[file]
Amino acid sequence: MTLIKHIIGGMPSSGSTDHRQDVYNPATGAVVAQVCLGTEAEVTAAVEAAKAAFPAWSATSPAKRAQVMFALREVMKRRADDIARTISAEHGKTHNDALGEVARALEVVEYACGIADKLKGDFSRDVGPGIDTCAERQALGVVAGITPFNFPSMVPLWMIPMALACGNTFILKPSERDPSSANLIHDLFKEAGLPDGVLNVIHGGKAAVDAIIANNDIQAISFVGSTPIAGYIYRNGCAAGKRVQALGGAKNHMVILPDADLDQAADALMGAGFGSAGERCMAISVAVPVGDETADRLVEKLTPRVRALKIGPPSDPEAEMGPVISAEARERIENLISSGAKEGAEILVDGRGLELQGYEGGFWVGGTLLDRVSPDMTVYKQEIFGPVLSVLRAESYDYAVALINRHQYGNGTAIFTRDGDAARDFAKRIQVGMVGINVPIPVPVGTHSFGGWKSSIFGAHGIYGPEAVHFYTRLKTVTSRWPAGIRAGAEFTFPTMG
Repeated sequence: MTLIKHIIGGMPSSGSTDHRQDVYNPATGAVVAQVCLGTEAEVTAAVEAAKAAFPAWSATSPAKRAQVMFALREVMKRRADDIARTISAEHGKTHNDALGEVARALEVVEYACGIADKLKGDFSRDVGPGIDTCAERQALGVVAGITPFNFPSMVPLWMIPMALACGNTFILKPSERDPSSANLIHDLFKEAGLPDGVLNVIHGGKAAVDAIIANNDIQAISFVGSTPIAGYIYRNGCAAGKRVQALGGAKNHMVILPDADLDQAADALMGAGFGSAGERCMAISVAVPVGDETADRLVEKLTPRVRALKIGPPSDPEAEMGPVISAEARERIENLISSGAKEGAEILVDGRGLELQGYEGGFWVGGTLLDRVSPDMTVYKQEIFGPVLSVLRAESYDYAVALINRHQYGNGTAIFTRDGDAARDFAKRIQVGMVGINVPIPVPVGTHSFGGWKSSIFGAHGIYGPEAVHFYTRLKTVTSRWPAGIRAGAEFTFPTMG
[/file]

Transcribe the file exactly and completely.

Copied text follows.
Amino acid sequence: MTLIKHIIGGMPSSGSTDHRQDVYNPATGAVVAQVCLGTEAEVTAAVEAAKAAFPAWSATSPAKRAQVMFALREVMKRRADDIARTISAEHGKTHNDALGEVARALEVVEYACGIADKLKGDFSRDVGPGIDTCAERQALGVVAGITPFNFPSMVPLWMIPMALACGNTFILKPSERDPSSANLIHDLFKEAGLPDGVLNVIHGGKAAVDAIIANNDIQAISFVGSTPIAGYIYRNGCAAGKRVQALGGAKNHMVILPDADLDQAADALMGAGFGSAGERCMAISVAVPVGDETADRLVEKLTPRVRALKIGPPSDPEAEMGPVISAEARERIENLISSGAKEGAEILVDGRGLELQGYEGGFWVGGTLLDRVSPDMTVYKQEIFGPVLSVLRAESYDYAVALINRHQYGNGTAIFTRDGDAARDFAKRIQVGMVGINVPIPVPVGTHSFGGWKSSIFGAHGIYGPEAVHFYTRLKTVTSRWPAGIRAGAEFTFPTMG
Repeated sequence: MTLIKHIIGGMPSSGSTDHRQDVYNPATGAVVAQVCLGTEAEVTAAVEAAKAAFPAWSATSPAKRAQVMFALREVMKRRADDIARTISAEHGKTHNDALGEVARALEVVEYACGIADKLKGDFSRDVGPGIDTCAERQALGVVAGITPFNFPSMVPLWMIPMALACGNTFILKPSERDPSSANLIHDLFKEAGLPDGVLNVIHGGKAAVDAIIANNDIQAISFVGSTPIAGYIYRNGCAAGKRVQALGGAKNHMVILPDADLDQAADALMGAGFGSAGERCMAISVAVPVGDETADRLVEKLTPRVRALKIGPPSDPEAEMGPVISAEARERIENLISSGAKEGAEILVDGRGLELQGYEGGFWVGGTLLDRVSPDMTVYKQEIFGPVLSVLRAESYDYAVALINRHQYGNGTAIFTRDGDAARDFAKRIQVGMVGINVPIPVPVGTHSFGGWKSSIFGAHGIYGPEAVHFYTRLKTVTSRWPAGIRAGAEFTFPTMG